Design intervention: An interview with Simon Mitchell, founder of Sybarite

12 Mar 2021 | By Annabel Harrison

Sybarite's co-founder explains what it means to be a game changer in the British luxury industry and why designing Marni's iconic Sloane Street store is a career highlight for his company

The roll call of brands that Simon Mitchell admires is as cool as you’d expect from a Walpole-designated ‘Game Changer’ who has been at the helm of his own architectural studio, Sybarite, for two decades. He admires Prada and the fact that the passionate “Miuccia and Patrizio remain the beating heart of everything they do”; he loves Formula 1 and Ferrari; John Smedley, Converse and Lululemon make up his daily uniform and his surfboard is by French brand BIC Sport.

Sybarite co-founder Simon Mitchell shot at The Aircraft Factory. Photographer: Dylan Thomas

Sybarite moves in the spheres of product, fashion, interior design, restaurants, architecture and branding, “storytelling through creating customer experiences that seamlessly merge the essence of a brand into an environment,” Mitchell summarises. His team comprises graphic designers, interior designers, visualisers, architects, technicians, marketers “and geeks! We are a weird but lovely bunch. Something as small as a perfume bottle is as interesting to us, from a design point of view, as a massive skyscraper.”

SKP-S Beijing’s The Dichroic Tunnel. Photographer: Boris Shiu

At the larger end of the scale is a landmark project from 2012/13 that has become known worldwide as SKP in Beijing. Mitchell describes a 700-page brief which, distilled down, essentially said: ‘I’m a relatively successful mall operator and I want to be a world-class, iconic department store’. Mitchell and his team proposed a complete rebranding and “the client felt we understood him completely; that’s how we won the business”. Sybarite’s approach to design is ‘brave’. “We’re mavericks and we don’t like doing what everyone else is doing.” Mitchell tells us why this matters…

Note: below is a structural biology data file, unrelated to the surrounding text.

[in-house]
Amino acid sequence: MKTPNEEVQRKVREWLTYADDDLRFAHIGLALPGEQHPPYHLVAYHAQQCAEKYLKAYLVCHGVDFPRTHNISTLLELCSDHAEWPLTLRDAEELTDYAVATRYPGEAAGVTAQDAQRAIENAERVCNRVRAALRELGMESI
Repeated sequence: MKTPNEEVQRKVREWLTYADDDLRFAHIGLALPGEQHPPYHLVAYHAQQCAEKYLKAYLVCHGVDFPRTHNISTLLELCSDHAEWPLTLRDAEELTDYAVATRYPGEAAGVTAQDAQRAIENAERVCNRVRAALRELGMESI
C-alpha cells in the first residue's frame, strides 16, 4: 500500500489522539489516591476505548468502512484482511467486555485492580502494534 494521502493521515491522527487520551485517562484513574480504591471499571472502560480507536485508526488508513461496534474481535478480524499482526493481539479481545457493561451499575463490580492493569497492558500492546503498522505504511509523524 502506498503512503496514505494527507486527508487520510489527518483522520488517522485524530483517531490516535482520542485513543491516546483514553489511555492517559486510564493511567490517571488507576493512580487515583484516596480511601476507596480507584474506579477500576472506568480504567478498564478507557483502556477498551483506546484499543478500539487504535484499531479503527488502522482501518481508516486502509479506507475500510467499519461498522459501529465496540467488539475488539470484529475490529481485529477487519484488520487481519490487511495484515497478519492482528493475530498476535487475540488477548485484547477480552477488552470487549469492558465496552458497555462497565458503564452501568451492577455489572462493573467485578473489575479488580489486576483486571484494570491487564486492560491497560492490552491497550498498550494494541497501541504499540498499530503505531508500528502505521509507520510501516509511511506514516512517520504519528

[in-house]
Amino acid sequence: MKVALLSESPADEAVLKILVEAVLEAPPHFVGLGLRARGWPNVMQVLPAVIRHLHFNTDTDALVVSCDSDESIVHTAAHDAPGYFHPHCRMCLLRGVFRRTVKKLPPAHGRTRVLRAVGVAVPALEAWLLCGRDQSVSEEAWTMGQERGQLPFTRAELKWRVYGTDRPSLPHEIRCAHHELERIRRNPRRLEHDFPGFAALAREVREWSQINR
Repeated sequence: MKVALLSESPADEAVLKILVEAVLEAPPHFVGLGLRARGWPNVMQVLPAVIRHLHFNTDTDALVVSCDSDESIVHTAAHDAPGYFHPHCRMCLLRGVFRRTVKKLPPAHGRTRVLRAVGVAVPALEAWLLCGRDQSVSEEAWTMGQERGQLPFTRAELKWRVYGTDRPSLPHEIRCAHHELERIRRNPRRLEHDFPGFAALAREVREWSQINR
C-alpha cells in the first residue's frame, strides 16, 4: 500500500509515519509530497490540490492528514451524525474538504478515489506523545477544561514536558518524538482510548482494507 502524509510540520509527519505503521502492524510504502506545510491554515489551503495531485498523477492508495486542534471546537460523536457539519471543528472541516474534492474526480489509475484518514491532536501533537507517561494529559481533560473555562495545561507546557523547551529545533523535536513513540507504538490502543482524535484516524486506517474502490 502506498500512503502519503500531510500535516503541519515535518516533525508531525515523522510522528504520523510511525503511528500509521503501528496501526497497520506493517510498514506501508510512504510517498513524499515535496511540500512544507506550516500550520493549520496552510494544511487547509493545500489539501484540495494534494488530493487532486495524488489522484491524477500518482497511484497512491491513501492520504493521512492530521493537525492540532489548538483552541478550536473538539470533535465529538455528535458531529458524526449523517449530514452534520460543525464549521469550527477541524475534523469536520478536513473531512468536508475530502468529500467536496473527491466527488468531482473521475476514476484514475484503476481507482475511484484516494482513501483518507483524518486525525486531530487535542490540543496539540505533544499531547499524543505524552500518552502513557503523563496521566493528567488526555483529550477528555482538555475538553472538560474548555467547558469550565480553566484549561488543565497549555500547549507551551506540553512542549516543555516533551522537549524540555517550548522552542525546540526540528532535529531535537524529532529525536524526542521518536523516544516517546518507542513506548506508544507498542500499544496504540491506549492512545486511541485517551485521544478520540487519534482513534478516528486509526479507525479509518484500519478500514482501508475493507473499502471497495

SKP-S Beijing’s The Mars Zone. Photographer: Boris Shiu

What is different about British luxury? How can it weather the pandemic?I think our strength is that we are fearless. Our positive attitude is a small thing that makes a big difference. We balance our thirst for change with our strength in heritage. Our glasses are never half-empty. British luxury goods and ‘Britishness’ tell an established and timeless story of history and the passing down of quality craftsmanship through the generations. It speaks for authenticity. Made in Britain has a distinctive reputation and one which has been known to weather many storms; through adaption, it can always thrive. Its prestige is something that is recognised on a global scale and its beauty lies in its translation from culture to culture in its own unique way.

Pink Shirtmaker London ‘materiality’. Photographer: Dylan Thomas

You chose your company’s name nearly 20 years ago. Has it served you well?20 years ago, our choice of the name ‘Sybarite’ perfectly summed up our maverick approach, especially when most of our contemporaries were stamping their names on the door. It was a risk which we knew from the outset, in that it was tricky to pronounce and to spell. Over the years it has been known to incite inquisitive conversations. For me and my business partner Torquil McIntosh, it was always the perfect name and very much akin to the values that we hold dear to our hearts. A sybarite is a person devoted to luxury with an appreciation for the finer things in life – I would say that accurately describes the company culture to this day, as well as our expertise.

What changes have you seen in the industry since founding Sybarite?So much has changed – yet at the same time, so little has really changed. We remain ever so agile in order to evolve. For this we must keep learning and rise to the challenge of thinking outside the box while at the same time remaining grounded and solutions-driven for the customer and client alike. I think that our bold stance from the outset has meant that we were never looking to perfectly conform, and this has meant that we have been fortunate enough to partner with very interesting and future-facing clients.